A few years ago, a friend argued that a certain movie was not as good as it could be because it let the audience see its creatures right away rather than hiding them for a big reveal later, even though it wasn't about discovery. I was reminded of that when this new version of Pete's Dragon showed the dragon in the second or third scene, thinking that the kids that this movie was made for wouldn't have internalized those expectations based upon what used to be prohibitively expensive. That thought soon fled my mind, though - while the modern ability to put something fantastic on screen with relatively little restriction is a big part of what makes this film a delight, its big heart and the filmmakers' steady hands do even more to make this one of the best family films to come out in a year that has had plenty.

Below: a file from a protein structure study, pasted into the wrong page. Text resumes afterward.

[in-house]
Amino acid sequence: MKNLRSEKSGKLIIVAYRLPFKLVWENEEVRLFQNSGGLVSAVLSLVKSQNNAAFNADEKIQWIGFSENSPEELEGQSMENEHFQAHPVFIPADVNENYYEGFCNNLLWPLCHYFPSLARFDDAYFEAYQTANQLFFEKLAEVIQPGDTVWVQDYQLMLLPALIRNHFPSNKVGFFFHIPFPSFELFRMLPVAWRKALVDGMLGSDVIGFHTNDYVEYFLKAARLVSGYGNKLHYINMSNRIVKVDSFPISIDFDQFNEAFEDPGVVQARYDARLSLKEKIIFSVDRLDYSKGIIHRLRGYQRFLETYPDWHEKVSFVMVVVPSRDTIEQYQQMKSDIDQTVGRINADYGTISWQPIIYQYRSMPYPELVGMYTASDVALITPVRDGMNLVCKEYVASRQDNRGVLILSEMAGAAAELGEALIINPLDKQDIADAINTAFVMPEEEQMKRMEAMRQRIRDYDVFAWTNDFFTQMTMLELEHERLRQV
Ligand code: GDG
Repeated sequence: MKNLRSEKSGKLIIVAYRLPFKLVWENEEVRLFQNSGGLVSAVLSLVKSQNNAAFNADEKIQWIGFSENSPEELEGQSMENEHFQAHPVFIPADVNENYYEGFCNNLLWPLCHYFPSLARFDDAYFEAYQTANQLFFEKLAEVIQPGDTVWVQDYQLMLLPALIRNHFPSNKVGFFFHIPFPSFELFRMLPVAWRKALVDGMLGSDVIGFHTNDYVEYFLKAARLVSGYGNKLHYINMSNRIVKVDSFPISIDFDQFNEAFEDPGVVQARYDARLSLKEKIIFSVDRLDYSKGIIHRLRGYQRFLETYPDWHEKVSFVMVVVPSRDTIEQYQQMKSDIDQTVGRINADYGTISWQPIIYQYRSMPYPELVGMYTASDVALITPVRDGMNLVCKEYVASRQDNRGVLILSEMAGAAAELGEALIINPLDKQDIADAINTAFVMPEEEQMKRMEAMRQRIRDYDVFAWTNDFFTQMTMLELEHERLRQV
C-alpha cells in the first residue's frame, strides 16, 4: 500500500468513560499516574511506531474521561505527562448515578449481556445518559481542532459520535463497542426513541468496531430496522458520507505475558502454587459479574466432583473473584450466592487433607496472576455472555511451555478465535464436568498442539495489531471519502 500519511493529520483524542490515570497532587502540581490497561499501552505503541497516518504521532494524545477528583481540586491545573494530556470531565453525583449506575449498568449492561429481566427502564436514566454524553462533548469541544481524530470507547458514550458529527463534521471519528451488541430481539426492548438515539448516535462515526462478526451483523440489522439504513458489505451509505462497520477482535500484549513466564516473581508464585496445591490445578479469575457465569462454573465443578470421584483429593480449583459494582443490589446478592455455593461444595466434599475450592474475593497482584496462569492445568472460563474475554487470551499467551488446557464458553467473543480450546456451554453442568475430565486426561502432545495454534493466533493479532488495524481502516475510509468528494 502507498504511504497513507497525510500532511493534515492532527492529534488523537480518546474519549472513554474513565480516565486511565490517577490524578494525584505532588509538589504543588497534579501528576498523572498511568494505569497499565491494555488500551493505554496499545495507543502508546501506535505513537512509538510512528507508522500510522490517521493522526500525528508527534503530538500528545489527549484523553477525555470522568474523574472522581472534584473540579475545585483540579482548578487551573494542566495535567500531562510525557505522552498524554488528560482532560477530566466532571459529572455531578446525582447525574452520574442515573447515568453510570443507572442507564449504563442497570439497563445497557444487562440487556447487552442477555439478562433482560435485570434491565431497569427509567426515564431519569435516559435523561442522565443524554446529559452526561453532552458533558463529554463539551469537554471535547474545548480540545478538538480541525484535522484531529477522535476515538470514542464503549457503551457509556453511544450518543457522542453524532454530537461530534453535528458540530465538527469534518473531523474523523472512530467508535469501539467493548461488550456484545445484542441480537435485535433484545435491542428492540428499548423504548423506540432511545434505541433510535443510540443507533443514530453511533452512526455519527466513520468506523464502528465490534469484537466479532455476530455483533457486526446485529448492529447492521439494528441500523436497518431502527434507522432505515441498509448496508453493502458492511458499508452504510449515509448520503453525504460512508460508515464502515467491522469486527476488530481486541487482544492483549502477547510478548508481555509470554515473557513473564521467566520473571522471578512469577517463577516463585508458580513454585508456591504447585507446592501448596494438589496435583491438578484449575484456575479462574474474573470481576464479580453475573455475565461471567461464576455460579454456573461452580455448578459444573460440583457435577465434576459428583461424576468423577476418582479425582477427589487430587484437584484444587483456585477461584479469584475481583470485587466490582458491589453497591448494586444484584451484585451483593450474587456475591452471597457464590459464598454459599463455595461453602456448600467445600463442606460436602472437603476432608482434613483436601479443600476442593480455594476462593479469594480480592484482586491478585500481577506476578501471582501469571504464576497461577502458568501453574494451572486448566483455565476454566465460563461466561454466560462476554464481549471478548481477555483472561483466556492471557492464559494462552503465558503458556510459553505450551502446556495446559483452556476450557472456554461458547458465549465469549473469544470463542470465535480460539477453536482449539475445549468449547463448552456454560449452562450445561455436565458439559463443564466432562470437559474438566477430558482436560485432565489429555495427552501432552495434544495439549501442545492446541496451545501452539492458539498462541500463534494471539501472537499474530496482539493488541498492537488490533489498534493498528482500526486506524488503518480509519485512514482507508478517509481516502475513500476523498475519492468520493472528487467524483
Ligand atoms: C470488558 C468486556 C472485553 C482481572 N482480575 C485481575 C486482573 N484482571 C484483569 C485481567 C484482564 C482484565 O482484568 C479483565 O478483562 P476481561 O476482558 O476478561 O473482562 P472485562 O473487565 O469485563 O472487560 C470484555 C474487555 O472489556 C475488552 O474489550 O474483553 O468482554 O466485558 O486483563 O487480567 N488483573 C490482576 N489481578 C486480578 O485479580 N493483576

That first glimpse of the dragon comes after we're introduced to a five-year-old and his parents driving to a new home, though an accident leaves the boy on his own. Six years later, we hear a tale of a dragon from old man Meacham (Robert Redford), though his forest-ranger daughter Grace (Bryce Dallas Howard) has never seen such a thing in the woods. Grace is engaged to Jack (Wes Bentley), one of the brothers who owns the local sawmill, which causes some friction as Gavin (Karl Urban) tends to extend their logging operations a bit further than allowed. It's during one of these disputes that Jack's daughter Natalie (Oona Laurence) finds Pete (Oakes Fegley), who tries to run when the adults take him to the hospital. He wants to get back to the only friend he has had for the past six years, and the dragon he calls Elliott is worried about what happened to his boy.